We follow Harry and her relationships with Buzz, Jaro and Tom, and at the end, she and Jaro reveal the truths behind their griefs, and why each of them is living in Newie. Even though I wrote down their stories, I still get a bit teary, for they are still real to me, still living in my head.

* This block of shops built in 1902 on King Street is a photo I took in 2005, while I was living in Newie. The buildings are still there, (repainted), and like most of the others I photographed, are still in use. I pictured Harry’s flat being above one of these shops.

More about Jaro, Buzz and Tom in later posts.

You can read more about Newtown Voices, about me, and where to buy the book at newtownvoices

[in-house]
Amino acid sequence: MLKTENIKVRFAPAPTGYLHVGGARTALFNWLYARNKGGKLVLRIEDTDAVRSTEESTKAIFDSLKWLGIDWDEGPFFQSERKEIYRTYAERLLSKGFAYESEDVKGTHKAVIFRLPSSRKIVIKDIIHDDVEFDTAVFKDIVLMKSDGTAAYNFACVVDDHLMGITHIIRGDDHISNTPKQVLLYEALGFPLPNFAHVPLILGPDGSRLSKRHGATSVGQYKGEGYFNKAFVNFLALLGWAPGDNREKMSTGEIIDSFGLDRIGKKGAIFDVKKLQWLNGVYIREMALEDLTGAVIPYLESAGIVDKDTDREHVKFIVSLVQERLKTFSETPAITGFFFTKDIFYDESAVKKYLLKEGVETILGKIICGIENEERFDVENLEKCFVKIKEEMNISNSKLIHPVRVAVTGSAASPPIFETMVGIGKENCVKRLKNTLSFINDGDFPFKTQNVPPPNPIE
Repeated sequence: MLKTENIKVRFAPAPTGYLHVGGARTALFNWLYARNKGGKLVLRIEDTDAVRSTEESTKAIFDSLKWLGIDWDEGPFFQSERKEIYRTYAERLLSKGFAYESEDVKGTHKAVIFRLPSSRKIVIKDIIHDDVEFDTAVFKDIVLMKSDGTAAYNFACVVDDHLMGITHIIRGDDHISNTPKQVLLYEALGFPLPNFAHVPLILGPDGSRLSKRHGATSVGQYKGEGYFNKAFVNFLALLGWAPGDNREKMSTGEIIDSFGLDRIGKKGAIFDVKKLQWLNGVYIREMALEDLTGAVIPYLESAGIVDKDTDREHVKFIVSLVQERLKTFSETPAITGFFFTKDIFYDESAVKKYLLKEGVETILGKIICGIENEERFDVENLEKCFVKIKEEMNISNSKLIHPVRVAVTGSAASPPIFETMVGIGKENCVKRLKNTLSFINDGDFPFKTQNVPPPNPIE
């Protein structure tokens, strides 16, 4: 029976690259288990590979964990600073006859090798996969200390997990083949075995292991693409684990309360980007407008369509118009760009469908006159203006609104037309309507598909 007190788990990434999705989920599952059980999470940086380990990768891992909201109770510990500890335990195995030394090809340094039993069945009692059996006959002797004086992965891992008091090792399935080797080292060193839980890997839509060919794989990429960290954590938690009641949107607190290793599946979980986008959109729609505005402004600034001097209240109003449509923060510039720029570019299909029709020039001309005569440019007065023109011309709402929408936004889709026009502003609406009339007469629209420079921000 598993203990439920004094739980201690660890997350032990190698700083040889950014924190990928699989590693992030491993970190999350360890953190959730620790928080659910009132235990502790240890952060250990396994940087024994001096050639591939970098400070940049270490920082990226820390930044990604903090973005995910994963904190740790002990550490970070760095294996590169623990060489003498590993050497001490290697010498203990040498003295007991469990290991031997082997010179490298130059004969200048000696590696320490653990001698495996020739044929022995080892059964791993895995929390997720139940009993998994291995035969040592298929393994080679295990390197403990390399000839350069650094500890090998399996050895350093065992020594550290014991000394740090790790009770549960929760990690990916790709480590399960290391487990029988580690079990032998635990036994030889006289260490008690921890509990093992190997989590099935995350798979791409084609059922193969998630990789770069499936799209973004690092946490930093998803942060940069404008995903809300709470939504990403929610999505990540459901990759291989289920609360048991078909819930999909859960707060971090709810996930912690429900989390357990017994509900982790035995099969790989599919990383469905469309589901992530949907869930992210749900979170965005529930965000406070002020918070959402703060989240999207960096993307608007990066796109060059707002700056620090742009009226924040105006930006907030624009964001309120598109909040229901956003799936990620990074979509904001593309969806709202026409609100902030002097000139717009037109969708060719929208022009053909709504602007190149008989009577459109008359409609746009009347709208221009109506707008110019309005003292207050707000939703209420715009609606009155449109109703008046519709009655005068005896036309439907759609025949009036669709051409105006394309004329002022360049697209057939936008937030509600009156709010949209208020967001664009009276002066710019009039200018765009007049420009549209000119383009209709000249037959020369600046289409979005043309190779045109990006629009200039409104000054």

More on the Ed’s Rants

My favourite Ed’s rants

Ban Yellowcake

In an earlier post I wrote about the Editor’s impressive style when commenting on a topical issue in his patch. Tom refers to these comment pieces as ‘the Ed’s rants’.

Disappointingly, the Ed is choosy about targets for his thunder. No grand rant about the need to supply breakfast for hungry schoolchildren, nor about the Federal government withholding grant funding from a church providing activities for ‘latchkey kids’. No thunder about the shortage of local housing and how share house university students got the first pick of rental properties , nor of the way Aboriginal house hunters were consistently discriminated against.

Even the children sniffing petrol in the cemetery didn’t raise a rant, although the paper gave the situation thorough coverage.